(CLEARWATER, Fla.) — One year after the bow area was coated with Ecospeed, the rest of the underwater hull of Royal Research Ship (RRS) James Clark Ross was given the same treatment in Frederikshavn, Denmark. The ship is one of two ice-strengthened research vessels operated by British Antarctic Survey (BAS).
The other, RRS Ernest Shackleton, has been sailing with Ecospeed on its hull for six years without requiring repainting. Despite battering its way through ice up to 2.5 meters thick with a high content of gravel and volcanic lava adding to its abrasiveness, the hull coating remains virtually intact and undamaged. This is in strong contrast to when the Shackleton’s hull was still covered with a conventional ice-going underwater hull coating and almost the entire hull was practically stripped to bare, unprotected steel in between dockings.
This result led BAS to coat the bow area of RRS James Clark Ross with Ecospeed last year. Coating the entire hull was not an option during the docking in 2014. The owners, however, wanted to start protecting their vessel as soon as possible. RRS James Clark Ross can steam at a steady 2 knots through level sea ice 1 meter thick. The bow area has to endure a constant impact with the ice and needs the best possible protection. For this reason they decided to have Ecospeed applied on those areas of the hull first. In August of this year the rest of the hull was coated. During this yearly scheduled docking of the vessel the bow area was shown to still be in excellent condition despite the impact with thick ice during its expeditions.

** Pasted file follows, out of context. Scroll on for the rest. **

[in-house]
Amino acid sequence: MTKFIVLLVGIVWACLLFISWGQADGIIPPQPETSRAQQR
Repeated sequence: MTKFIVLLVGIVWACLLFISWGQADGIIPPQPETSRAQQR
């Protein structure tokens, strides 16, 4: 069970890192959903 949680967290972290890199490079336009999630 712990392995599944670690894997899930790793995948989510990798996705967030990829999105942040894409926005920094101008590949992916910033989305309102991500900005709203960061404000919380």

Ecospeed low-friction coating demonstrates excellent attachment to the hull and successful resistance to extremely icy conditions. The coating has proven an ability to withstand the harshest winter conditions on numerous occasions, as BAS has experienced firsthand.
Ecospeed has received the Lloyd’s Register certificate that recognizes the coating as an abrasion resistant ice coating. This allows owners of vessels intending to navigate in ice conditions to reduce the scantlings of the ice belt, the area on the bow just above the waterline that is most prone to mechanical damage from sailing through ice, if this area is coated with Ecospeed.
Researching the Antarctic continent
RRS James Clark Ross has some of Britain's most advanced facilities for oceanographic research on board and is the platform for most of the marine science undertaken. Each year it leaves the U.K. for the Antarctic laden with supplies for British Antarctic and sub-Antarctic bases. It stays in the Southern Ocean for the austral summer carrying out oceanographic and biological survey work in between supplying and re-supplying the bases and moving personnel around. Before the start of the Antarctic winter, it heads back to the U.K. again returning equipment, garbage to be disposed of and returning Antarctic base members. They have been away from the U.K. for periods ranging from just a few months to nearly two and a half years.
For more information, visit www.hydrex.be.